“At this point, we do not want to cause unemployment. We are not at a point where we need to restructure,” SAA acting CEO Nico Bezuidenhout told reporters in Johannesburg.
The 90-day turnaround plan was part of a long-term effort by the national carrier to become profitable, he said.
Poor corporate governance was a concern. In October, six SAA board members resigned.
Cabinet approved the appointment of additional board members. Duduzile Myeni was retained as the board’s chairwoman and Yakhe Kwinana as a board member.
Bezuidenhout said the new board was united.
“There is no disunity in the board. The board is committed to the turnaround plan.”
He said suspended CEO Monwabisi Kalawe’s matter was being handled by the board.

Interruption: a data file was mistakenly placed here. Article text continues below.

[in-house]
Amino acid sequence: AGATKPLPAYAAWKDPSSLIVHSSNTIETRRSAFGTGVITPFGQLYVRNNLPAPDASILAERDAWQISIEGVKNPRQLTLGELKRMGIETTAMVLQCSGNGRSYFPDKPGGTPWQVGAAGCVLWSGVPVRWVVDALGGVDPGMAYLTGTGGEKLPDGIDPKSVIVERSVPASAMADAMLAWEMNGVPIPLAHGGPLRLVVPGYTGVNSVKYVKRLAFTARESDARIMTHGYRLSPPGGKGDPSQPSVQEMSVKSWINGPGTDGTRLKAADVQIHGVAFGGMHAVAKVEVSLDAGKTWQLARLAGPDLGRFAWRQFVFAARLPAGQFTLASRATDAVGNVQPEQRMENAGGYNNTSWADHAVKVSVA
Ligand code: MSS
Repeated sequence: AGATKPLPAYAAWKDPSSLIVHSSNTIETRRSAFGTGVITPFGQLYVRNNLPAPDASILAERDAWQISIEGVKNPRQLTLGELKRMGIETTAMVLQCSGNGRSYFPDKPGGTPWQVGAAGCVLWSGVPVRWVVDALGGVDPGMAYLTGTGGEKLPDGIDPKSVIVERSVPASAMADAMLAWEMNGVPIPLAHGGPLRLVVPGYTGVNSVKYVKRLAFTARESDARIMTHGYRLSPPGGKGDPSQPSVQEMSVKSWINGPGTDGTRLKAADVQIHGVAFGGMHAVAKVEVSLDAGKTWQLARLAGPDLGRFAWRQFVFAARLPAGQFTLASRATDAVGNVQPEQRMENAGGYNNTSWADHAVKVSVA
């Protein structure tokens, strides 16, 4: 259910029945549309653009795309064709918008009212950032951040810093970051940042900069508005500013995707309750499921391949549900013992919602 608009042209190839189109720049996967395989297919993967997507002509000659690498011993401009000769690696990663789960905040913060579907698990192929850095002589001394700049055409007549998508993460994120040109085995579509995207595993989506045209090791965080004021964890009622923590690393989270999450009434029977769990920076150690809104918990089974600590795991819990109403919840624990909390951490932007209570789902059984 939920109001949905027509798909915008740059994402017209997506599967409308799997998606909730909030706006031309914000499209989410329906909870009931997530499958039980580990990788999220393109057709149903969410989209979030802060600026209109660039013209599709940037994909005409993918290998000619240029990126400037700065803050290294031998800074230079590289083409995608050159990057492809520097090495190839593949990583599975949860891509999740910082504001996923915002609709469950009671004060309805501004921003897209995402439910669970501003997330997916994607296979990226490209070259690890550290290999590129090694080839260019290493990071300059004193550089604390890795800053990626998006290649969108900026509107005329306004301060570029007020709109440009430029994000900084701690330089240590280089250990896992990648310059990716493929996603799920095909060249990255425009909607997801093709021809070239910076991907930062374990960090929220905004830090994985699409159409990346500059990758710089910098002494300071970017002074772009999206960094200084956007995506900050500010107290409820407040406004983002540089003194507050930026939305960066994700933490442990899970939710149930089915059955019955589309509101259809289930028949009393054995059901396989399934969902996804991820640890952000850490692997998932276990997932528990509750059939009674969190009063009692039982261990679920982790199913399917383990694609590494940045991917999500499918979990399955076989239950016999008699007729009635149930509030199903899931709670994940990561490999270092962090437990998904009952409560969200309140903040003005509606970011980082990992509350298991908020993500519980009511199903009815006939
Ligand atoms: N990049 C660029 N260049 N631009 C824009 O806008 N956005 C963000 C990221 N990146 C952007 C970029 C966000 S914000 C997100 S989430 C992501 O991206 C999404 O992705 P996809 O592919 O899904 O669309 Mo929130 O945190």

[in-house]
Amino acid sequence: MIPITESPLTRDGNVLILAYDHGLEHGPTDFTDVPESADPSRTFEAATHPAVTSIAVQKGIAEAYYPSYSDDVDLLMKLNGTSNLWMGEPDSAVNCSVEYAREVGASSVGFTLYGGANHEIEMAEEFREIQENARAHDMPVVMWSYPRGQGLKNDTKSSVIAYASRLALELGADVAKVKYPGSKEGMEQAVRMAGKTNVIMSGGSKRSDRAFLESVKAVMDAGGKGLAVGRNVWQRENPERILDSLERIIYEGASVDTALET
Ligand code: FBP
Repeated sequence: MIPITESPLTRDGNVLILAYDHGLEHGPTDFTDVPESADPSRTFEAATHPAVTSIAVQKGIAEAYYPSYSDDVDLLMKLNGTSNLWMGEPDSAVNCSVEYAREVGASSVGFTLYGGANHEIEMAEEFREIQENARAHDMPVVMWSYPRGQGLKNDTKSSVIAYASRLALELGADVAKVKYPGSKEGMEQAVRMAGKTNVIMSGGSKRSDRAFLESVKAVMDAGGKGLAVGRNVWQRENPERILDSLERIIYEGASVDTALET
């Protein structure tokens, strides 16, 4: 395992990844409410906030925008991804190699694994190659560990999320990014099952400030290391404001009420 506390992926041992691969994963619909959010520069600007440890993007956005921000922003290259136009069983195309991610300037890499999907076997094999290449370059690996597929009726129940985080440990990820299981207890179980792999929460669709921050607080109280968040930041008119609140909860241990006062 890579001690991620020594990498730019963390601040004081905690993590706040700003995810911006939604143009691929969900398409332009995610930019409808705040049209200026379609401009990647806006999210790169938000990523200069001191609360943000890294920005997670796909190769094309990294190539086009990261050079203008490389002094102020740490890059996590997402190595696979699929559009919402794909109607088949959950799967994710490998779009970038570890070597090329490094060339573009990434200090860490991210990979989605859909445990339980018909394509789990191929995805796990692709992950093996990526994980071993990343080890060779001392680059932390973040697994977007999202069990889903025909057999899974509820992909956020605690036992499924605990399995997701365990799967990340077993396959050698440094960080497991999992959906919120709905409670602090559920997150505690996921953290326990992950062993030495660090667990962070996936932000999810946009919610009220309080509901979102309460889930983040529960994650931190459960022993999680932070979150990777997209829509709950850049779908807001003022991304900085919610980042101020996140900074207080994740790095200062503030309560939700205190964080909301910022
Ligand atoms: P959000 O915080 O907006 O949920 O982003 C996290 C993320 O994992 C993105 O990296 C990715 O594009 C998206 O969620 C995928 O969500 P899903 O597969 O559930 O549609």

In November, Myeni presented Public Enterprises Minister Lynne Brown with a written explanation for Kalawe’s suspension.
Bezuidenhout was appointed last month following Kalawe’s suspension.
“The CEO matter is a human resources issue. It is not fair to comment on that as the process is not complete. It is important to focus on the business at hand,” Bezuidenhout said.
Earlier, he said the loss-making carrier was facing solvency issues, a rapidly deteriorating competitive position, ongoing governance weaknesses, and an inability to operate efficiently.
For the past three years SAA has had to delay releasing financial statements and holding its annual general meeting. It relies on state funding to stay afloat.
“The Treasury has advised there would be no (more) capital injections to SAA and that we need to take steps to full recovery. We are pushing forward with every step of the plan,” said Bezuidenhout.
He said a “war cabinet” had been established to bring the carrier back on track. The team met twice a week and reported to the board weekly.
The implementation of the turnaround plan would expire on 24 March next year, said Bezuidenhout. – Sapa
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